Political Theory Research Group seminar series: 24 Feb 2016
Lawyers and courts frequently deploy a fortiori arguments, but rarely disclose the inferential steps on which they are made. This has created opaqueness in the law, and made it difficult to parse valid from fallacious cases of a fortiori reasoning. In his paper, d’Almeida attempts to build a general framework against which potential cases of a fortiori argument can be tested. Imagine the argument ‘because X refuses cider, X will certainly refuse whisky’. What kind of claim is this? It could mean: X rather dislikes alcohol; X dislikes the alcoholic level of cider; if X dislikes the alcoholic level of cider, X will more dislike the alcoholic level of whisky. In other words, it makes the assumption that X refused cider because of its property of alcohol, and claims because whisky as compared cider has more of that property, we have even firmer reason to believe X would refuse whisky than they would cider. Put generally, then, a fortiori reasoning identifies a scalar property, finds that one object does not reach a certain threshold on that scale, and infers that because a second object is placed further down that scale than the first, we have firmer reason to believe that the second than the first object does not satisfy that threshold. This provisional model in hand, d’Almeida tackles the distinction between maiore ad minus (from the greater to the lesser) and a minore ad maius (from the lesser to the greater) a fortiori arguments, asks what it could mean to conclude that X dislikes whisky even more than cider, and reflects upon what this model can illuminate as to the practice of the law.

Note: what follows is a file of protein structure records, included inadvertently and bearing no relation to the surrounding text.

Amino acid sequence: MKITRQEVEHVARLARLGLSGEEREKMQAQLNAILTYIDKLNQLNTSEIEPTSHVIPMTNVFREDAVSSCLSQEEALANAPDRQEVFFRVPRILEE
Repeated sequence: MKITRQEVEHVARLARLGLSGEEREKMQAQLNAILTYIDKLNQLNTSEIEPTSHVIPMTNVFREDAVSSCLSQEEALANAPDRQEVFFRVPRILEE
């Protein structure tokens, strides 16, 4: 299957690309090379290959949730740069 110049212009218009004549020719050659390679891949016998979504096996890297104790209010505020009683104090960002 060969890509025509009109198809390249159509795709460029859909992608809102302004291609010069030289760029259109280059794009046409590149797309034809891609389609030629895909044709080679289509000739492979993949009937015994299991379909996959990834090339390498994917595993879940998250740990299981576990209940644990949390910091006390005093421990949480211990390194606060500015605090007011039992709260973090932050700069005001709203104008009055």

Discussion centred on whether a fortiori arguments really are a distinctive kinds of inference, and not some variation of modus tollens or modus ponens; on whether maiore ad minus and a minore ad maius types of a fortiori argument could be usefully subsumed under a single model; and on the applications of this kind of inference.
Written by Louis Fletcher
Luís Duarte d’Almeida is a Reader in Jurisprudence at the University of Edinburgh.